Share Notes April 21, 2022
CSA Share Notes:
We have mostly the same crops ready right now that we had last week, so you’ll see that the shares look a bit similar to last week. But the items are all really fantastic and delicious this time of year, and we tried to make sure we swapped out types of greens and types of radishes for the various share sizes so you’re getting to try a little variety. We’re waiting for about 20 more crops to mature, and 5 of them are reeeeally close to being ready, so trust there’s tons more coming soon. Here’s this week’s vegetable line up.
- Hakurei Turnips—These are a Japanese, fresh-eating salad turnip. You’ll eat these raw, either sliced, or just crunch right in. Think you don’t like turnips?? Give these babies a shot. They’re more like a mild, delicious, creamy radish, and they’re super yummy. The greens are edible too! Take advantage of enjoying our turnip greens while we’ve got them. The bugs go CRAZY for turnip greens and even the organic certified pest-control measures we use don’t really seem to make much of a dent on flea beetles and harlequin bugs who love our delicious turnip tops. The turnip tops only look pretty for the first couple of weeks of the season so enjoy!
- Parsnip— Large shares received these treasures. They take f.o.r.e.v.e.r. to grow, so we’ve been working on these since October for you and they’re finally big enough! Roast them up with your carrots and sweet potatoes for a wonderful root veggie blend!
- Kale—Lacinato for the Mini shares, Winterbor (curly) kale for the Regular shares. Red Russian kale for the Large shares. These crops can be used interchangeably in any recipe that calls for kale. Red Russian is often the most tender, though the Lacinato has been soft enough to use raw lately, too. The curly kale is my go-to for use in soups, or for cooking into my morning veggie-egg scrambles with garlic and mushrooms (and Lonesome Lady’s breakfast sausage).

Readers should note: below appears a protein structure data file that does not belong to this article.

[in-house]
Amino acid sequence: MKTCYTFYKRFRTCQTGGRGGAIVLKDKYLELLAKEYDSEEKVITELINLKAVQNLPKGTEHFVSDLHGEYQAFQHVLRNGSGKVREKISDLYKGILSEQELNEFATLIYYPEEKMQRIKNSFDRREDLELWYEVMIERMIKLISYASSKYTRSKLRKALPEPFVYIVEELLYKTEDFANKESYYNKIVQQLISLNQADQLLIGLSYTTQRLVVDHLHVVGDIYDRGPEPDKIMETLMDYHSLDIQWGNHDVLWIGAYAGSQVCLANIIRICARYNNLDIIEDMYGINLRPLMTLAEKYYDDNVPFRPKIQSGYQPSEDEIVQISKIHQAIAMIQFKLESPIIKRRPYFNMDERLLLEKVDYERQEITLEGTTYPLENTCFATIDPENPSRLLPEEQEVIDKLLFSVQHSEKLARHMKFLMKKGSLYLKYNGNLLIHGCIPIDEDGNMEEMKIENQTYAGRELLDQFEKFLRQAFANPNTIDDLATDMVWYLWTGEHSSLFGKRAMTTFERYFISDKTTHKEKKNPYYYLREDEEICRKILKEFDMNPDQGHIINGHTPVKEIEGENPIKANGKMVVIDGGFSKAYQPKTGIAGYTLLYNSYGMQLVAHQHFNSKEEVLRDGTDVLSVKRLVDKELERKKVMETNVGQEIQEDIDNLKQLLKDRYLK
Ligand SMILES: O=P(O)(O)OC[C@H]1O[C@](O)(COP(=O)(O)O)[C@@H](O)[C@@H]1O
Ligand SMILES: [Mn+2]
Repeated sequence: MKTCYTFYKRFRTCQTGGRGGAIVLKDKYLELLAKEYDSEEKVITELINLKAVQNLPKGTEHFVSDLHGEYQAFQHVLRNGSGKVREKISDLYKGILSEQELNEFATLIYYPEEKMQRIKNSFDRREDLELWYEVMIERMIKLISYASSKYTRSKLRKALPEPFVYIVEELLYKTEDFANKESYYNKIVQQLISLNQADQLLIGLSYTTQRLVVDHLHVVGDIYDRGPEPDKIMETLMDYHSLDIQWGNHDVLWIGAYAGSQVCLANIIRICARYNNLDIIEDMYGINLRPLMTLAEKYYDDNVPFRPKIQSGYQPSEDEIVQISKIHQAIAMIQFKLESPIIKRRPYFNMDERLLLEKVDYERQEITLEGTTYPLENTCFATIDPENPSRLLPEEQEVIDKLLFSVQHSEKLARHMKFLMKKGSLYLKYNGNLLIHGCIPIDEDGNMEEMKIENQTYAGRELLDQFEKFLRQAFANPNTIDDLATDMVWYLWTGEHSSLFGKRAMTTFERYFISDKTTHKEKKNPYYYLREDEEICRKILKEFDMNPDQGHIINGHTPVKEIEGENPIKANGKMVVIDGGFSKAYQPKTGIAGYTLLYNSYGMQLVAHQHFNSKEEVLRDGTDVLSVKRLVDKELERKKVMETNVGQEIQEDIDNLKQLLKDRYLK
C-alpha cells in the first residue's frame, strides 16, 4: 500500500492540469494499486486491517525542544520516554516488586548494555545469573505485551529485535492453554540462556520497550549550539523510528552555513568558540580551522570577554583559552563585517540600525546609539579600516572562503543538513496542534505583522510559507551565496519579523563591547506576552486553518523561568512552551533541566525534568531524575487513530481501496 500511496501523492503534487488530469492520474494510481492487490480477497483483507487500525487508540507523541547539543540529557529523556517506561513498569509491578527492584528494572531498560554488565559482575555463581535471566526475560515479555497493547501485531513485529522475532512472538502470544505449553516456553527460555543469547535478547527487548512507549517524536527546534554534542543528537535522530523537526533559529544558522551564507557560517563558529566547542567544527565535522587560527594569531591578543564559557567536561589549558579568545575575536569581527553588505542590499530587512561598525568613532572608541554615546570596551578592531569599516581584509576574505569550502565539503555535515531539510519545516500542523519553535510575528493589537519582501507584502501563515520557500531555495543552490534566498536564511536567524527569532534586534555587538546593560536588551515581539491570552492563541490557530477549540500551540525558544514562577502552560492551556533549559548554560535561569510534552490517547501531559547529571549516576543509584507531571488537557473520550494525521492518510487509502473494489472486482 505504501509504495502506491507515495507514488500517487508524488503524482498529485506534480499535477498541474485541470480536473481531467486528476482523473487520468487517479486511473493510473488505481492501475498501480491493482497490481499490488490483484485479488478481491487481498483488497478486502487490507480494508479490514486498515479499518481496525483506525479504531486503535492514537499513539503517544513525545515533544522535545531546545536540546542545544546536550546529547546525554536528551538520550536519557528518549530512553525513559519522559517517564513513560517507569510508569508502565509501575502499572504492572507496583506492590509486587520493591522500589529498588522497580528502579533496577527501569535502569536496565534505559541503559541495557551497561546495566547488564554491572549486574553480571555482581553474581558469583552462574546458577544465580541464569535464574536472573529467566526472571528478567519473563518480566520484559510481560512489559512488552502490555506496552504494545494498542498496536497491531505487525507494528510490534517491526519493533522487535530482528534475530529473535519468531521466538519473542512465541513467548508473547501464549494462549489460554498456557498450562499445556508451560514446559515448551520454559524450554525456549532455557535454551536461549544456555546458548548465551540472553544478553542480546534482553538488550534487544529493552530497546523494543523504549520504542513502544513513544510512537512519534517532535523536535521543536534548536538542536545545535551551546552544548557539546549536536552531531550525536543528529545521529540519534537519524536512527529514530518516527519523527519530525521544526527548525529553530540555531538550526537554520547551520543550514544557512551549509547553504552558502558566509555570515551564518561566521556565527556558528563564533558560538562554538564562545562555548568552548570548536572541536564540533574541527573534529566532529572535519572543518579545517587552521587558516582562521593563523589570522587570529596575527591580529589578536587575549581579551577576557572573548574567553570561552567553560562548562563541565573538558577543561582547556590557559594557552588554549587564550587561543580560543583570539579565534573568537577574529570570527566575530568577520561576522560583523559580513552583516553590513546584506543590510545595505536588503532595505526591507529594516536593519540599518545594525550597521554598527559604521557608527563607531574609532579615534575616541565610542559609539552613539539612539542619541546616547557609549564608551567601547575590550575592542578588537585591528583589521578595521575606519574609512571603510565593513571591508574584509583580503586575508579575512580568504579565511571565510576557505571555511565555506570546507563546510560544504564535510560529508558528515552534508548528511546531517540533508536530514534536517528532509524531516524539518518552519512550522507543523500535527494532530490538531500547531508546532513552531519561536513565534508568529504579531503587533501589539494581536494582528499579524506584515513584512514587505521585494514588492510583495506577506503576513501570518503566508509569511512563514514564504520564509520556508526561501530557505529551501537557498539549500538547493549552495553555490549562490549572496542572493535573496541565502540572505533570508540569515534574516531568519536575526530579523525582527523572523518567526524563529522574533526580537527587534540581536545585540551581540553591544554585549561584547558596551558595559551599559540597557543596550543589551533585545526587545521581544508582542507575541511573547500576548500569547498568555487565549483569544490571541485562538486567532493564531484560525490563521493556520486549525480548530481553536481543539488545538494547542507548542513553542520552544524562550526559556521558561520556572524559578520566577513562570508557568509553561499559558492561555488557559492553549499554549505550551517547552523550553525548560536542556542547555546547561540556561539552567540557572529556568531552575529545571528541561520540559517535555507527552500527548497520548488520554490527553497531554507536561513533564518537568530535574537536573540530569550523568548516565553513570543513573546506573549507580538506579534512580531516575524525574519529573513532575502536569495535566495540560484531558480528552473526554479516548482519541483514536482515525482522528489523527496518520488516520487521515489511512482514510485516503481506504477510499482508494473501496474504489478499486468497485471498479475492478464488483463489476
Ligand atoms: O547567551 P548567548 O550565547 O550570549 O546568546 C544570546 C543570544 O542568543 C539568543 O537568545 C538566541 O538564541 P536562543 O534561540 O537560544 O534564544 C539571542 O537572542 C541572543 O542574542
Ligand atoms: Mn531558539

- Spinach—Everyone received a small bag of tender spinach. This may be our last harvest of our winter planting, but we’ve got a more recent spring planting that will be ready in a couple of weeks.
- Arugula—A bag for everyone this week. We served a monster-sized arugula and kale salad as the dinner main last night, with toasted pecans, fresh local strawberries, hard boiled eggs (from Cedar Ridge!), red onion, loads of parmesan, and a homemade balsamic dressing. It was satisfying and so vitamin-packed.
- Carrots—Everyone received another nice bunch of our lovely rainbow carrots. Pretty shades of yellow, orange and white. To display the loveliness of these carrots, we suggest a raw salad of shaved carrot ribbons, using each color of carrot. With fresh herbs, red onion, and a tangy dressing, it’ll be great. If you have a veggie spiralizer or a mandoline, they’d be perfect for this.
- Radishes— Easter Egg for everyone. These are a wonderful, beautiful variety. We like to slice them thin on sandwiches or salads, or dip into hummus, but our favorite is to just snack on them sliced thin with sea salt and lemon juice. FYI, radish tops are edible! You can cook them like kale or turnip greens. They tiny hairs come right off when cooked.
- Sweet potato—Just a few of these left, and that’s the last of them till fall! It’s incredible how long a good quality sweet potato can store. I love a good sweet potato black bean chili when I’m in a vegetarian mood, served with a super buttery pan of cornbread.
Veggie Storage tips:
Most everything will keep longest stored in the fridge sealed up in produce bags. All root crops should be severed from their tops to keep the roots from getting rubbery, and the greens stored separately, sealed up to stay fresh. Everything will need a gentle washing before cooking, but leave the dirt on until you’re ready to use them to prevent spoilage.
We’d love to hear stories and recipes of your culinary adventures this week. Send us a note or post a comment of how you’ve used your CSA share.
Your farmers, Jess & Justin